Difference in number of DEGs from Deseq2 and limma-voom
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7 weeks ago
dzisis1986 ▴ 40

Hello,

I have RNA-seq data from two different treatment groups (F and NF ) at 2 different time points (T1 and T2). The mapping was done with STAR aligner and the quantification was done with FeatureCounts. I run differential expression with Deseq2 and limma-voom and the number of DEGs is very different between the two methods. In the comparison between F : T2 vs T1 i have 40 DEGs with Deseq2 whereas I get 3302 DEGs with limma by using the same covariates.

The same issue is encountered also in comparisson NF: T2 vs T1 where Deseq2 gives 30 DEGs whereas limma 3844. From a biological prespective we anticipate more DEGs in the comparison of F : T2 vs T1. So Deseq2 seems to follow this trend but with very few DEGs whereas limma returns much more hits in NF: T2 vs T1 comparison.

Do you think that this huge difference in the number of the DEGs from each tool is explained (different apllied algorithms/methods) or something may be wrong with the input data?

Thank you

RNAseq Deseq2 limma • 423 views
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Without code it is hard to comment. Two methods will never agree 100%, but this difference suggests that analysis code in at least one or both is flawed or at least not done in a way that a like-for-like comparison can be done. Please add relevant code.

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I am using as input counts and the same covariates. I will try to make the code better and paste it. thank you

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I am using a count matrix made after mapping with STAR and quantification with featureCounts. I also filtered the lowly expressed genes based on a threshold of FPKM (<1 in the 20% of the sample) that's why the count matrix has this name.
My count matrix looks like this example:

                001_T1 001_T2 002_T1 002_T2 003_T1 003_T2 004_T1 004_T2 005_T1 005_T2 006_T1 006_T2 009_T1 009_T2 010_T1 010_T2 011_T1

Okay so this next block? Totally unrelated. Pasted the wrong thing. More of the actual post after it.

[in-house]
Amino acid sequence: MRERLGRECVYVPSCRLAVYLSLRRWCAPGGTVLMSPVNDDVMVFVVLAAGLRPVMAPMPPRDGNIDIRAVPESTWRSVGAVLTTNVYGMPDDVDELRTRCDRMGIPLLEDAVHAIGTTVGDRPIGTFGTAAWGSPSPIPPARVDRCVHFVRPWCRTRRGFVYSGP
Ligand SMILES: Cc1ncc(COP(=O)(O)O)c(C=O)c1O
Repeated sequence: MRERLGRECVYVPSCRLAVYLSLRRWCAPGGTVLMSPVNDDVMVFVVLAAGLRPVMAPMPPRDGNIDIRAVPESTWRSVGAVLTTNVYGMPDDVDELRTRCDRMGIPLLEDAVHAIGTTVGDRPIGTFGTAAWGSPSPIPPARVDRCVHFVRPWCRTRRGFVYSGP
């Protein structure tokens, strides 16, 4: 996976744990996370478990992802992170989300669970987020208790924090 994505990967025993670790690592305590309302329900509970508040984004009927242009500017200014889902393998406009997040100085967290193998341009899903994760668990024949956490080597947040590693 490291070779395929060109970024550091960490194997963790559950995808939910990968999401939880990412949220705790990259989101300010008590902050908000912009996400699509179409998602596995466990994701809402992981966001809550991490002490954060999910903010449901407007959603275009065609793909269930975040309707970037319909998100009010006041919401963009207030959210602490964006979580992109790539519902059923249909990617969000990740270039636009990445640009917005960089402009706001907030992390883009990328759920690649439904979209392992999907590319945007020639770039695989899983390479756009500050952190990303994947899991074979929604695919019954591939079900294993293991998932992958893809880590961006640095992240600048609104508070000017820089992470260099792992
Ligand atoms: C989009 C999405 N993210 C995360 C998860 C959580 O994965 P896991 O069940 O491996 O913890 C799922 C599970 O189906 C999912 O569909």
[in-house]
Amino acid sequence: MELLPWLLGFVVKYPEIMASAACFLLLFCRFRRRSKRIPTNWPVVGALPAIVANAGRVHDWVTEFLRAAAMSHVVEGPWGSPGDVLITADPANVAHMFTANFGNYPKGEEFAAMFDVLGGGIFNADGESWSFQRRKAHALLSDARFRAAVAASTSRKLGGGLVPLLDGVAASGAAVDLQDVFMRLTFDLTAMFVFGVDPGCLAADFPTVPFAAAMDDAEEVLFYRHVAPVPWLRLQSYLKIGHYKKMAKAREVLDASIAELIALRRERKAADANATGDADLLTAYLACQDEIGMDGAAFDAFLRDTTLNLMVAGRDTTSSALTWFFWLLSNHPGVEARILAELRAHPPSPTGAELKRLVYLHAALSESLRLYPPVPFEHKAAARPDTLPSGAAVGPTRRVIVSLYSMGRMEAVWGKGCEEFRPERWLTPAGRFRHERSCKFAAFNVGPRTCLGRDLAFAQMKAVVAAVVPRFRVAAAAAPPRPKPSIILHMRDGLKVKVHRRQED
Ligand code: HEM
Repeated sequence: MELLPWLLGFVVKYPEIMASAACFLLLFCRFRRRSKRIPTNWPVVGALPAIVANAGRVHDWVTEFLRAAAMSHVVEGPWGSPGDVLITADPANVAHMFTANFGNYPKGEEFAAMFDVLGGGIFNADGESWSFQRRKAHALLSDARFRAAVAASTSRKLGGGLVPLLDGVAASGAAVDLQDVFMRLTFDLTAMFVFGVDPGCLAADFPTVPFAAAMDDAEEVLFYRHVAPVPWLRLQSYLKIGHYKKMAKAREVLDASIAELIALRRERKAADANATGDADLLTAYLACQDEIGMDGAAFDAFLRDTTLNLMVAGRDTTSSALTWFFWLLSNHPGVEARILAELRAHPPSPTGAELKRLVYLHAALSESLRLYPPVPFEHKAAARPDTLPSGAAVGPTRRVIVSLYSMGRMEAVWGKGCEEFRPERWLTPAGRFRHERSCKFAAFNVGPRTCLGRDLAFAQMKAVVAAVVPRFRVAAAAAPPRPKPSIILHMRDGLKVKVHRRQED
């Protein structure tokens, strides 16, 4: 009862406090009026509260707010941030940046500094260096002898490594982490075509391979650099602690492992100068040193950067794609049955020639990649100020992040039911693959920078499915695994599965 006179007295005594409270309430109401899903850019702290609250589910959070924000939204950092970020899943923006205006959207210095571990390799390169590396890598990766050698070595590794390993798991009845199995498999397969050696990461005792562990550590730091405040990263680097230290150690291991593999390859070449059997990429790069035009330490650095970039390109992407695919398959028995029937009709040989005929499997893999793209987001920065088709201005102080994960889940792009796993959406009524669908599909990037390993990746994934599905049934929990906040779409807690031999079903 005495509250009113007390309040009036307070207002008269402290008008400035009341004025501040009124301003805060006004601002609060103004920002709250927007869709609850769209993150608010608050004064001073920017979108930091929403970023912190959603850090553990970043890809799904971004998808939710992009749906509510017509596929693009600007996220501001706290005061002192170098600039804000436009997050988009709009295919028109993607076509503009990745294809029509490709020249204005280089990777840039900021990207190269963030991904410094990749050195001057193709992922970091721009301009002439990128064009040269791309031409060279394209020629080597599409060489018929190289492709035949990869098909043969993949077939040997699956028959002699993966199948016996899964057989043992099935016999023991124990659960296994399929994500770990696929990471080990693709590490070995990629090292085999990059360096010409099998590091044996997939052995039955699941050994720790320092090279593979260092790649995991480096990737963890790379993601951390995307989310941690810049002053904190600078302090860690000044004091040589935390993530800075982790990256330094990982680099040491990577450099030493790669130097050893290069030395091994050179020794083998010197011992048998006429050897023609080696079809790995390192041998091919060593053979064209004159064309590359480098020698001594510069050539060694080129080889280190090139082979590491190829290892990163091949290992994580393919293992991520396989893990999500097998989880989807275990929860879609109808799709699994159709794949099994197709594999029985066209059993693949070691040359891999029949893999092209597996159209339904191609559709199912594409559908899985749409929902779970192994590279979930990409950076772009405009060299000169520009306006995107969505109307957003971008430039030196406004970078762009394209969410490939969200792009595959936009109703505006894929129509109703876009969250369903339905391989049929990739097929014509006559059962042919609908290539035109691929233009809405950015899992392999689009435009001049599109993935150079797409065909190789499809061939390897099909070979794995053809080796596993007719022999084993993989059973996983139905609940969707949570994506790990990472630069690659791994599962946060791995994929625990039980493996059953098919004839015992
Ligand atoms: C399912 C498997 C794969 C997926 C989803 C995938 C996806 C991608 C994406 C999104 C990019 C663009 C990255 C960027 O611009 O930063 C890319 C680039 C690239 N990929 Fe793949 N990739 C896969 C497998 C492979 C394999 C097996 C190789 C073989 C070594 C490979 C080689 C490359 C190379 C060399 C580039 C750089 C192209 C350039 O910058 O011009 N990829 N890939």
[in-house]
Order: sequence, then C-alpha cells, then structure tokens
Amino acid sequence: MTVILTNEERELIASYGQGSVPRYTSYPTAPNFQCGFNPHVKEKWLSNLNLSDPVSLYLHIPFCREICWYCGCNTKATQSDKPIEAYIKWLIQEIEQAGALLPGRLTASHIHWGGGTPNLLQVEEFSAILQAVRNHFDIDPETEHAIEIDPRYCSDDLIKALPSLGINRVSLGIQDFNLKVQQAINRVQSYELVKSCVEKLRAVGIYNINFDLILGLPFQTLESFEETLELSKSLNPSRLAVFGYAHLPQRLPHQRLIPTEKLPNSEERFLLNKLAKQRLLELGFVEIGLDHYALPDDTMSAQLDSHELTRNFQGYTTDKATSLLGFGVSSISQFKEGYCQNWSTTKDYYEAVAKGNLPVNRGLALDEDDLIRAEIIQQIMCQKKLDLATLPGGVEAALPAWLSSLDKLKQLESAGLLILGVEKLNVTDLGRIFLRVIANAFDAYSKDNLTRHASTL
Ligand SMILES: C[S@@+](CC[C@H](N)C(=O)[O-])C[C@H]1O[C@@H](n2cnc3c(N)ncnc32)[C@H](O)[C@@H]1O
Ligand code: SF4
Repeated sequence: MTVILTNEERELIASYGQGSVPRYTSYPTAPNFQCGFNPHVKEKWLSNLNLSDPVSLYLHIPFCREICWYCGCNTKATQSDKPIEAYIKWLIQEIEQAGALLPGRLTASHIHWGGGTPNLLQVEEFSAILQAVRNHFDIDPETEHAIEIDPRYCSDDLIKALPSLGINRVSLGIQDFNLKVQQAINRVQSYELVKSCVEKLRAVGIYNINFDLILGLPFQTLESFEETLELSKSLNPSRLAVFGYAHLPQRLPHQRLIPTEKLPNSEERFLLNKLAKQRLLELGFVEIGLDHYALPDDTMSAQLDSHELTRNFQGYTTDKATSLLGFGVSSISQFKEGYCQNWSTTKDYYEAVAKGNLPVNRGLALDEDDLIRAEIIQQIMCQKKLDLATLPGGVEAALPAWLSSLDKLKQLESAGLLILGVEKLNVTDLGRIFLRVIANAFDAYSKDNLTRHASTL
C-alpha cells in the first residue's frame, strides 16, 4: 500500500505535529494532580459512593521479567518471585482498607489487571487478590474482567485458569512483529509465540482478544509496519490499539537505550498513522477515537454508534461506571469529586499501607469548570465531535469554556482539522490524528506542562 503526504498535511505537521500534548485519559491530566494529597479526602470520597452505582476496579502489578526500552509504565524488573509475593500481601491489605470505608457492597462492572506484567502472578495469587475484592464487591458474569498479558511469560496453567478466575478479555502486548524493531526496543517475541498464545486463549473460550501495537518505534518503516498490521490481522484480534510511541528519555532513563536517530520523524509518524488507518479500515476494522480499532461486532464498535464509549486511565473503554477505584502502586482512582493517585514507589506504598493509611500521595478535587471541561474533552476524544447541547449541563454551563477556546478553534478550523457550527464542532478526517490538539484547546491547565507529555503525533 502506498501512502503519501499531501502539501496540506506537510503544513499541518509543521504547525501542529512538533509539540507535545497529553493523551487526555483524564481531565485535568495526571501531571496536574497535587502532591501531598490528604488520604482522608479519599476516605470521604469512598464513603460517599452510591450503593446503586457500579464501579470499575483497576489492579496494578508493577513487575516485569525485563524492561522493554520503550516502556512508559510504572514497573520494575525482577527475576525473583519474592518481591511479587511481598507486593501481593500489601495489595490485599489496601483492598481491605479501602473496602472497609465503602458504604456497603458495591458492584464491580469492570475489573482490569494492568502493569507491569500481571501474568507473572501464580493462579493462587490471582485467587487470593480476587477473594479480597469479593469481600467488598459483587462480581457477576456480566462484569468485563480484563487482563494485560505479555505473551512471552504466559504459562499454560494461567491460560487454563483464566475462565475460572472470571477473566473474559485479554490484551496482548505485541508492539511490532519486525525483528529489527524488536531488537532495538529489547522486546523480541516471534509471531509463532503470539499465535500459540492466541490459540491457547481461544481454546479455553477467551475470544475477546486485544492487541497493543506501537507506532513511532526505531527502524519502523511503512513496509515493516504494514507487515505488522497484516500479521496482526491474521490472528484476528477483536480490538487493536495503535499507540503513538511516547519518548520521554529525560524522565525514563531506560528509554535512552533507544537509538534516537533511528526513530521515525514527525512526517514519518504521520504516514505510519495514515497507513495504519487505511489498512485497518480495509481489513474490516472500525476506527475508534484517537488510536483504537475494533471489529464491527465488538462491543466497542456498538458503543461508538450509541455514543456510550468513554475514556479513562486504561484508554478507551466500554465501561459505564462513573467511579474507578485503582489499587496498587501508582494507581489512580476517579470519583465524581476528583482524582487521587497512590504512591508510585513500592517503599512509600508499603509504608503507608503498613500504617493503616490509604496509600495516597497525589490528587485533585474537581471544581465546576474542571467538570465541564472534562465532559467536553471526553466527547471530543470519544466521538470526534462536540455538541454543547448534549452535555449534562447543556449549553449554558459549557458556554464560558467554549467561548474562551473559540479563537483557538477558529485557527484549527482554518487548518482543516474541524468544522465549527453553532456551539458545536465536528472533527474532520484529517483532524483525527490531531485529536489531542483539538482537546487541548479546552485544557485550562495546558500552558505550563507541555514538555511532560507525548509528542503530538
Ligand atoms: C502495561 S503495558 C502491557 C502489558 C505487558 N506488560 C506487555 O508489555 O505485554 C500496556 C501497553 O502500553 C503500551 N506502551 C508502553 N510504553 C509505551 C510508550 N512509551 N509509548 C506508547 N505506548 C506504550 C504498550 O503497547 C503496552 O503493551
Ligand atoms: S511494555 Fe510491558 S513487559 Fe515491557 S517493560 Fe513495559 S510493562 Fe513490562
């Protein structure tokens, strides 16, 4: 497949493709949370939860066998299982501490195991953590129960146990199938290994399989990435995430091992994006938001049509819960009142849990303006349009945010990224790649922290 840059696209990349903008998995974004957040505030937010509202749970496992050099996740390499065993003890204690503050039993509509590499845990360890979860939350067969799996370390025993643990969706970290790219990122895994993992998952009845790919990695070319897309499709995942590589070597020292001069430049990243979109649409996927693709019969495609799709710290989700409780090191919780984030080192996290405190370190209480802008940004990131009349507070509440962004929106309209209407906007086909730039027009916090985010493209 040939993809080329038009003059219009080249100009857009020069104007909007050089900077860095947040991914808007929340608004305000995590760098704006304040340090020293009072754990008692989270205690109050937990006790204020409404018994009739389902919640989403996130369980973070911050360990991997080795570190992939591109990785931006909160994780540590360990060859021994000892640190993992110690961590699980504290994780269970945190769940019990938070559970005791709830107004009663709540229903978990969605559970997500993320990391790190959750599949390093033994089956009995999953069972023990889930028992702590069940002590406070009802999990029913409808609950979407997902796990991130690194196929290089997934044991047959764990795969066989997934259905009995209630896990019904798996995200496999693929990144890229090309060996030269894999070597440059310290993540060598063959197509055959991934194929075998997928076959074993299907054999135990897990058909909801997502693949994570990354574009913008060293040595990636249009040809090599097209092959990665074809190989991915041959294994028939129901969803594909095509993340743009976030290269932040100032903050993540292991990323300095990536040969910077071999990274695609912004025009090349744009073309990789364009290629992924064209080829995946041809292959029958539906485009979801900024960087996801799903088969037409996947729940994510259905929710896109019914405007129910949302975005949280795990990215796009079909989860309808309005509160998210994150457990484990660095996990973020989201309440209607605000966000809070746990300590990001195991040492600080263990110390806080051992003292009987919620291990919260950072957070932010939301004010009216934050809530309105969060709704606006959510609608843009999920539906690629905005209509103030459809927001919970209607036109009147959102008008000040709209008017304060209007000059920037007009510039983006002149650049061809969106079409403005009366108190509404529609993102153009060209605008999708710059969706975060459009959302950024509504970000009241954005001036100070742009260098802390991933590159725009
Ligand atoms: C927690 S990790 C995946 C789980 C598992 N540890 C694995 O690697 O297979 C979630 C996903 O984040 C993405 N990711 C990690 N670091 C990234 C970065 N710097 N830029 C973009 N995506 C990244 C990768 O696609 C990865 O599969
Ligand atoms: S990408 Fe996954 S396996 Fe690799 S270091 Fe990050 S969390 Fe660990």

ENSG00000186827     59     68    214    248    175    250    222    269    119    143    236    268    125    144    129    117    159
ENSG00000186891     50     61    136    130    140    185    121    111    128    164    182    120    127    111    183    156    220

My covariates table looks like this example :

 sampleName Individ age sex fasting timePoint medianIsize    GC   BMI BMI_category extraction_batch_ID extraction_date plate RIN
001_T1   ID001  54   F       F        T1       427.0 57.74 34.63            4                   1        19/02/19     1 9.2
001_T2   ID001  54   F       F        T2       442.0 59.10 32.67            4                 101        31/07/19     9 8.4
002_T1   ID002  65   F       F        T1       411.0 57.08 31.13            4                   1        19/02/19     1 6.2
002_T2   ID002  65   F       F        T2       434.0 57.20 31.80            4                 101        31/07/19     9 8.9
003_T1   ID003  64   F       F        T1       430.0 58.14 31.24            4                   2        19/02/19     1   7
003_T2   ID003  64   F       F        T2       423.0 58.17 29.47            3                 100        31/07/19     8 7.5
007_T1   ID007  34   M      NF        T1       434.0 56.94 27.64            3                   4        20/02/19     1 8.0
007_T2   ID007  34   M      NF        T2       415.0 56.80 28.21            3                  60        18/04/19     6 8.1

The code for each method using the same count matrix and the same covariates:

Limma:

library(edgeR)
library(limma)
library(tibble)
library(dplyr)
library("BiocParallel")
register(MulticoreParam(12))
#Load Counts
counts_fastbio <- read.table(file = "counts_fastbio_Filt_fpkm_1_20_matrix_all.txt", sep = '\t', header = TRUE, row.names="", check.names = FALSE)
#Load info